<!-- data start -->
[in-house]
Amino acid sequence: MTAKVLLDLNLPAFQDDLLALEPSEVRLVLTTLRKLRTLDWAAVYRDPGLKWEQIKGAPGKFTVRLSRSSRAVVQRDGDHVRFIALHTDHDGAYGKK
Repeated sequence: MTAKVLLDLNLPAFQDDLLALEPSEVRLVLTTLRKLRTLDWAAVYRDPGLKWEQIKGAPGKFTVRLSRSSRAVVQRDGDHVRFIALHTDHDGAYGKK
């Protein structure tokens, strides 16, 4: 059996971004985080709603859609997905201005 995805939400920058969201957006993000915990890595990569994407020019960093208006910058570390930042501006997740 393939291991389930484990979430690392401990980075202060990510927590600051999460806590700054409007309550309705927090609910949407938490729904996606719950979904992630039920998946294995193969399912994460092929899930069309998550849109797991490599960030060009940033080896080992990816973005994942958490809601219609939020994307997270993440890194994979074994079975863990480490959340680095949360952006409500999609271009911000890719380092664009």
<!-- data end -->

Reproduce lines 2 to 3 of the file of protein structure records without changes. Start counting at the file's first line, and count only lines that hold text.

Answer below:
Amino acid sequence: MTAKVLLDLNLPAFQDDLLALEPSEVRLVLTTLRKLRTLDWAAVYRDPGLKWEQIKGAPGKFTVRLSRSSRAVVQRDGDHVRFIALHTDHDGAYGKK
Repeated sequence: MTAKVLLDLNLPAFQDDLLALEPSEVRLVLTTLRKLRTLDWAAVYRDPGLKWEQIKGAPGKFTVRLSRSSRAVVQRDGDHVRFIALHTDHDGAYGKK